A sign-attested ministry

 

 

In 1913 I went for a holiday with a friend, to the little Staffordshire village of G. I did not know at the time of a lonely woman who was giving much of her time to prayer for revival in the place. It was apparently dead. In the two rival Methodist chapels on opposite sides of the street, they had not seen a soul saved for eleven years and those who ‘took communion’ together at the Lord’s table would not speak to each other in the street.

I was a perfect stranger there. One morning I went into the butcher’s shop to get some meat for my hostess, and there happened to be a deaf customer in the shop, trying to hear and be heard. As I look back on the incident now it seems that I acted with shocking rashness, but I can only believe that the Holy Spirit directed me, for almost before I knew what I was doing, I put my hands on those deaf ears in the Name of the Lord Jesus, and prayed for the woman’s hearing to be restored. There and then she found that she could hear, and of course the news went round the whole village for the healed woman and butcher, together with the customers, spread the report far and near.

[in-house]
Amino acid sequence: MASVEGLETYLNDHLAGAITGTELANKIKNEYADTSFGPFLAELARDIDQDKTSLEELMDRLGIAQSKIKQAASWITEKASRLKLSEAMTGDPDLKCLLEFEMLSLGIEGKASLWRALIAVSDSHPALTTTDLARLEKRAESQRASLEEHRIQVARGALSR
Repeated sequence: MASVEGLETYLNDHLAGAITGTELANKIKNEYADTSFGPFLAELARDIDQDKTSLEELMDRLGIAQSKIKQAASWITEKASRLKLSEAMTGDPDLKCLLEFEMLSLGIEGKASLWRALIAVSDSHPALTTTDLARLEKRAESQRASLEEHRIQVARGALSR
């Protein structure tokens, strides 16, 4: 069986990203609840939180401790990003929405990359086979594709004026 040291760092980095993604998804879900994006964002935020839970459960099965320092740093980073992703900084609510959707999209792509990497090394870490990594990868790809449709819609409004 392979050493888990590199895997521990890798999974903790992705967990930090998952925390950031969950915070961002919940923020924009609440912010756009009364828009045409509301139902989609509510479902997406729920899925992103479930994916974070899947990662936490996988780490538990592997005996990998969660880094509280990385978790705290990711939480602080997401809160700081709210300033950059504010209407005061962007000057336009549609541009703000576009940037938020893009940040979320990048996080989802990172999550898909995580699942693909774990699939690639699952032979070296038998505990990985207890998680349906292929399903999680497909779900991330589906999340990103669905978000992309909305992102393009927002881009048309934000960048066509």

Later in the day the same woman sent to ask if we would visit another woman some miles away in the country. She was dying of cancer and the doctor had said he could do no more. They must send to him when the time came for the death certificate. We found her and placed our hands on her head in the Name of the Lord Jesus. A few days later when the doctor examined her he was dumbfounded and remarked, ‘In all my 70 years I have not seen such a thing before. The cancer is drying up’. That same afternoon the vicar’s wife called on the poor woman to try to persuade her to resign herself to death, since we were false teachers and it was impossible for cancer to be healed. Miracles, she said, were not for today. The silly woman was a couple of hours too late for the doctor had admitted that they were for today.

The Methodist churches however were eager to hear more about it, and we preached in both chapels on alternate nights. First, quarrels were made up, long-standing debts paid, forgiveness asked for unkind scandal, and then, Praise God, souls came forward to the ‘communion rail’ seeking salvation in both chapels. All this was the direct outcome of the incident in the butcher’s shop, and Christ was glorified in a ministry confirmed by signs following.

 

W. F. P. Burton

 

From: W. F. P. Burton, Signs following, pages 28-29

 

 

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